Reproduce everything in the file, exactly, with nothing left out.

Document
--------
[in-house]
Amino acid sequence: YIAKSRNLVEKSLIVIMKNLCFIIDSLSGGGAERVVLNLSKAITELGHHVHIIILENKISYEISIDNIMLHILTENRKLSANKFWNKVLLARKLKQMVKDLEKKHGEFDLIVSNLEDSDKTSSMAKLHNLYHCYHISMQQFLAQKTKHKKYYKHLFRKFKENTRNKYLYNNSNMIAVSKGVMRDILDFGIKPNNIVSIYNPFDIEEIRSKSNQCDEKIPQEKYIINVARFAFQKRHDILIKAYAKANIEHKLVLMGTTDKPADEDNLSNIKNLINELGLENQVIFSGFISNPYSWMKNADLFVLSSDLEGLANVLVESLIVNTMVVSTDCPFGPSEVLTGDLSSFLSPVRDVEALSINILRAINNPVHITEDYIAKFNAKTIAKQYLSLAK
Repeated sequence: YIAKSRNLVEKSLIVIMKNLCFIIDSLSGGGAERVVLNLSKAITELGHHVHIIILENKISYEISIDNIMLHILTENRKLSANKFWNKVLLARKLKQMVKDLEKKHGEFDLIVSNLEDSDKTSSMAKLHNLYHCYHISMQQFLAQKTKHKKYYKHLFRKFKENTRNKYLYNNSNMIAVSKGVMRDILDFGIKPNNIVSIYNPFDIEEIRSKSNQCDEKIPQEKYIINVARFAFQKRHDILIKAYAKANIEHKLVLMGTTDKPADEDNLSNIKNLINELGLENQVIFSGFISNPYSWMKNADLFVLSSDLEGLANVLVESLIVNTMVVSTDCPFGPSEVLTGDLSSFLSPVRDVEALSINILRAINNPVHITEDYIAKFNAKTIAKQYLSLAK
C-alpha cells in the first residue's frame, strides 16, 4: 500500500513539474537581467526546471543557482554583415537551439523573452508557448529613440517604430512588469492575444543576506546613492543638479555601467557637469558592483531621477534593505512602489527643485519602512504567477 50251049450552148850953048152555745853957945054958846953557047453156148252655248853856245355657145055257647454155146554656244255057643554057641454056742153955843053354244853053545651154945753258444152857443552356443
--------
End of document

[in-house]
Amino acid sequence: YIAKSRNLVEKSLIVIMKNLCFIIDSLSGGGAERVVLNLSKAITELGHHVHIIILENKISYEISIDNIMLHILTENRKLSANKFWNKVLLARKLKQMVKDLEKKHGEFDLIVSNLEDSDKTSSMAKLHNLYHCYHISMQQFLAQKTKHKKYYKHLFRKFKENTRNKYLYNNSNMIAVSKGVMRDILDFGIKPNNIVSIYNPFDIEEIRSKSNQCDEKIPQEKYIINVARFAFQKRHDILIKAYAKANIEHKLVLMGTTDKPADEDNLSNIKNLINELGLENQVIFSGFISNPYSWMKNADLFVLSSDLEGLANVLVESLIVNTMVVSTDCPFGPSEVLTGDLSSFLSPVRDVEALSINILRAINNPVHITEDYIAKFNAKTIAKQYLSLAK
Repeated sequence: YIAKSRNLVEKSLIVIMKNLCFIIDSLSGGGAERVVLNLSKAITELGHHVHIIILENKISYEISIDNIMLHILTENRKLSANKFWNKVLLARKLKQMVKDLEKKHGEFDLIVSNLEDSDKTSSMAKLHNLYHCYHISMQQFLAQKTKHKKYYKHLFRKFKENTRNKYLYNNSNMIAVSKGVMRDILDFGIKPNNIVSIYNPFDIEEIRSKSNQCDEKIPQEKYIINVARFAFQKRHDILIKAYAKANIEHKLVLMGTTDKPADEDNLSNIKNLINELGLENQVIFSGFISNPYSWMKNADLFVLSSDLEGLANVLVESLIVNTMVVSTDCPFGPSEVLTGDLSSFLSPVRDVEALSINILRAINNPVHITEDYIAKFNAKTIAKQYLSLAK
C-alpha cells in the first residue's frame, strides 16, 4: 500500500513539474537581467526546471543557482554583415537551439523573452508557448529613440517604430512588469492575444543576506546613492543638479555601467557637469558592483531621477534593505512602489527643485519602512504567477 50251049450552148850953048152555745853957945054958846953557047453156148252655248853856245355657145055257647454155146554656244255057643554057641454056742153955843053354244853053545651154945753258444152857443552356443